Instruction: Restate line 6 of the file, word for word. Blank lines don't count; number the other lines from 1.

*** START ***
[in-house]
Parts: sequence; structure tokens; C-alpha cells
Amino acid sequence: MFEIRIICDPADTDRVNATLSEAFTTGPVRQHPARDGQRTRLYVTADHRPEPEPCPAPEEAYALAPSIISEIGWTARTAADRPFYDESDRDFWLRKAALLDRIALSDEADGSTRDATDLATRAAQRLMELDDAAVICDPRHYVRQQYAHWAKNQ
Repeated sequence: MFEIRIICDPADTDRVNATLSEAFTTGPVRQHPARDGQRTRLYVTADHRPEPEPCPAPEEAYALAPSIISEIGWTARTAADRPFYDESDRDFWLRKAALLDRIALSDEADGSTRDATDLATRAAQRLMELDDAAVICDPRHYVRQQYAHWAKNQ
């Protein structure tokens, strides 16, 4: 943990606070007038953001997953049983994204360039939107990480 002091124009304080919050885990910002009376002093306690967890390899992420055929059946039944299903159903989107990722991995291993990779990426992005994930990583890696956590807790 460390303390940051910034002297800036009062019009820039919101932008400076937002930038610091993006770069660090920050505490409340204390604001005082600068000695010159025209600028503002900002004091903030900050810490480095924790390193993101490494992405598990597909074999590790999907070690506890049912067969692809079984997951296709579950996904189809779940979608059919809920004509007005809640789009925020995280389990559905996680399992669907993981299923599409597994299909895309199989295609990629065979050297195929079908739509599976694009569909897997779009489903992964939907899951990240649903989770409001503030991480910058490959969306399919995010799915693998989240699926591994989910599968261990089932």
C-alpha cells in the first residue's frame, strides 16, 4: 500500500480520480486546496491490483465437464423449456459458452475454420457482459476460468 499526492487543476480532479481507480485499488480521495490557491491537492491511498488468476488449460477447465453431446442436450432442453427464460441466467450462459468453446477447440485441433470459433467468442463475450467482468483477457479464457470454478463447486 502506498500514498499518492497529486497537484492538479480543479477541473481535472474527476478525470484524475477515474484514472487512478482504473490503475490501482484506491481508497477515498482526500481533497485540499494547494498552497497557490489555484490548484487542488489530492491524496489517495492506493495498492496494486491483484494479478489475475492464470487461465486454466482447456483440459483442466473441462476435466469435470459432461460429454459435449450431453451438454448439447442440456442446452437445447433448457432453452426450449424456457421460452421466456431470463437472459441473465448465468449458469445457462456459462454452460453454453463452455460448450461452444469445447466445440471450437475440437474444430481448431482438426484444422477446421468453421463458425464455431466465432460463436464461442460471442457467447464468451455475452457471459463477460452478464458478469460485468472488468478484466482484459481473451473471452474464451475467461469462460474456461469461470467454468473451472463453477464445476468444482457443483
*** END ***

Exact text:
C-alpha cells in the first residue's frame, strides 16, 4: 500500500480520480486546496491490483465437464423449456459458452475454420457482459476460468 499526492487543476480532479481507480485499488480521495490557491491537492491511498488468476488449460477447465453431446442436450432442453427464460441466467450462459468453446477447440485441433470459433467468442463475450467482468483477457479464457470454478463447486 502506498500514498499518492497529486497537484492538479480543479477541473481535472474527476478525470484524475477515474484514472487512478482504473490503475490501482484506491481508497477515498482526500481533497485540499494547494498552497497557490489555484490548484487542488489530492491524496489517495492506493495498492496494486491483484494479478489475475492464470487461465486454466482447456483440459483442466473441462476435466469435470459432461460429454459435449450431453451438454448439447442440456442446452437445447433448457432453452426450449424456457421460452421466456431470463437472459441473465448465468449458469445457462456459462454452460453454453463452455460448450461452444469445447466445440471450437475440437474444430481448431482438426484444422477446421468453421463458425464455431466465432460463436464461442460471442457467447464468451455475452457471459463477460452478464458478469460485468472488468478484466482484459481473451473471452474464451475467461469462460474456461469461470467454468473451472463453477464445476468444482457443483